Methylprednisolone: (Moderate) Because systemically administered corticosteroids exhibit immunosuppressive effects when given in high doses and/or for extended periods, additive effects may be seen with other immunosuppressives or antineoplastic agents.
    Mometasone: (Moderate) Because systemically administered corticosteroids exhibit immunosuppressive effects when given in high doses and/or for extended periods, additive effects may be seen with other immunosuppressives or antineoplastic agents.
    Penicillamine: (Major) Agents such as immunosuppressives have adverse reactions similar to those of penicillamine. Concomitant use of penicillamine with these agents is contraindicated because of the increased risk of developing severe hematologic and renal toxicity.
    Platelet Inhibitors: (Moderate) An increased risk of bleeding may occur when platelet inhibitors are used with agents that cause clinically significant thrombocytopenia, such as antithymocyte globulin. Platelet inhibitors should be used cautiously in patients with thrombocytopenia following the administration of antithymocyte globulin or other drugs that cause significant thrombocytopenia due to the increased risk of bleeding.
    Prednisolone: (Moderate) Because systemically administered corticosteroids exhibit immunosuppressive effects when given in high doses and/or for extended periods, additive effects may be seen with other immunosuppressives or antineoplastic agents.
    Prednisone: (Moderate) Because systemically administered corticosteroids exhibit immunosuppressive effects when given in high doses and/or for extended periods, additive effects may be seen with other immunosuppressives or antineoplastic agents.
    Rilonacept: (Moderate) Patients receiving immunosuppressives along with rilonacept may be at a greater risk of developing an infection.
    Rotavirus Vaccine: (Contraindicated) Live virus vaccines should generally not be administered to an immunosuppressed patient. Live virus vaccines may induce the illness they are intended to prevent and are generally contraindicated for use during immunosuppressive treatment. The immune response of the immunocompromised patient to vaccines may be decreased, even despite alternate vaccination schedules or more frequent booster doses. If immunization is necessary, choose an alternative to live vaccination, or, consider a delay or change in the immunization schedule. Practitioners should refer to the most recent CDC guidelines regarding vaccination of patients who are receiving drugs that adversely affect the immune system.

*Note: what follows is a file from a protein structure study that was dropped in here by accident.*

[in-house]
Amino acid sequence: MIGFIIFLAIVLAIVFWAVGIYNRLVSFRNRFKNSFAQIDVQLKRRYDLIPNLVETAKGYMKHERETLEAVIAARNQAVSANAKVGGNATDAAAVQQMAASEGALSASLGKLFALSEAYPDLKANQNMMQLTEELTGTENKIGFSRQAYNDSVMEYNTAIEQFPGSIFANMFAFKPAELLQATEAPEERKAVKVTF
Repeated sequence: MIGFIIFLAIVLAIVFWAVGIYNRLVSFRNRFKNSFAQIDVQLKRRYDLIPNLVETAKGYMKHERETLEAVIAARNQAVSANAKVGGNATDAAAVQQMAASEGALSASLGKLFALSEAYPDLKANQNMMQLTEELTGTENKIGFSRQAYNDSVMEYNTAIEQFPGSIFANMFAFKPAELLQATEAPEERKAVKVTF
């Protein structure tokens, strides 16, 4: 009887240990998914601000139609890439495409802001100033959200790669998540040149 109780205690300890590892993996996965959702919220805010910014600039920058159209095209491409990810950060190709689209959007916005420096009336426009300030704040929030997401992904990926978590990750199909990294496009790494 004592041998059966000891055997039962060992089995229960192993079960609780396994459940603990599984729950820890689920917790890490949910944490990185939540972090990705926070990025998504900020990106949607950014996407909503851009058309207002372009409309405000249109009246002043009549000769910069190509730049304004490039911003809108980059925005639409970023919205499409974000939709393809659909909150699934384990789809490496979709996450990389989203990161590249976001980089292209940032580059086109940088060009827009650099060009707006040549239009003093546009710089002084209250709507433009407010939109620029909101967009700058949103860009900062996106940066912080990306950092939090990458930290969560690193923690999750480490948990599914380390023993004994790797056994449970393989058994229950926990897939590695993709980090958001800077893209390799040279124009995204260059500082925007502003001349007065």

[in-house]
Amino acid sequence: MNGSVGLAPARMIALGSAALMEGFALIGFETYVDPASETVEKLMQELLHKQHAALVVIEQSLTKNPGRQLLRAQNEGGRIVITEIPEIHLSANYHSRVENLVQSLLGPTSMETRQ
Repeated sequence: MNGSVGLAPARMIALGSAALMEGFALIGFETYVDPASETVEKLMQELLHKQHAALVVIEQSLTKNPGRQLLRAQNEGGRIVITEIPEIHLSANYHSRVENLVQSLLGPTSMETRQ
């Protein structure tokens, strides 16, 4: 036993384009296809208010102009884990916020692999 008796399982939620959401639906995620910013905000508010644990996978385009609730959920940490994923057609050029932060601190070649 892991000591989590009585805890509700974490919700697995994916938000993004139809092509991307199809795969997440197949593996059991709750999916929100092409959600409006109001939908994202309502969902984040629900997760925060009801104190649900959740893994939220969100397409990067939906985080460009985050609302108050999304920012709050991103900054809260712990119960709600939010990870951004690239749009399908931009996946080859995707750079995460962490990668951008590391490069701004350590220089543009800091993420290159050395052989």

Rubella Virus Vaccine Live: (Contraindicated) Live virus vaccines should generally not be administered to an immunosuppressed patient. Live virus vaccines may induce the illness they are intended to prevent and are generally contraindicated for use during immunosuppressive treatment. The immune response of the immunocompromised patient to vaccines may be decreased, even despite alternate vaccination schedules or more frequent booster doses. If immunization is necessary, choose an alternative to live vaccination, or, consider a delay or change in the immunization schedule. Practitioners should refer to the most recent CDC guidelines regarding vaccination of patients who are receiving drugs that adversely affect the immune system.
    SARS-CoV-2 (COVID-19) vaccines: (Moderate) Patients receiving immunosuppressant medications may have a diminished response to the SARS-CoV-2 virus vaccine. When feasible, administer indicated vaccines prior to initiating immunosuppressant medications. Counsel patients receiving immunosuppressant medications about the possibility of a diminished vaccine response and to continue to follow precautions to avoid exposure to SARS-CoV-2 virus after receiving the vaccine.
    Sipuleucel-T: (Major) Concomitant use of sipuleucel-T and immunosuppressives should be avoided. Concurrent administration of immunosuppressives with the leukapheresis procedure that occurs prior to sipuleucel-T infusion has not been studied. Sipuleucel-T stimulates the immune system and patients receiving immunosuppressives may have a diminished response to sipuleucel-T. When appropriate, consider discontinuing or reducing the dose of immunosuppressives prior to initiating therapy with sipuleucel-T.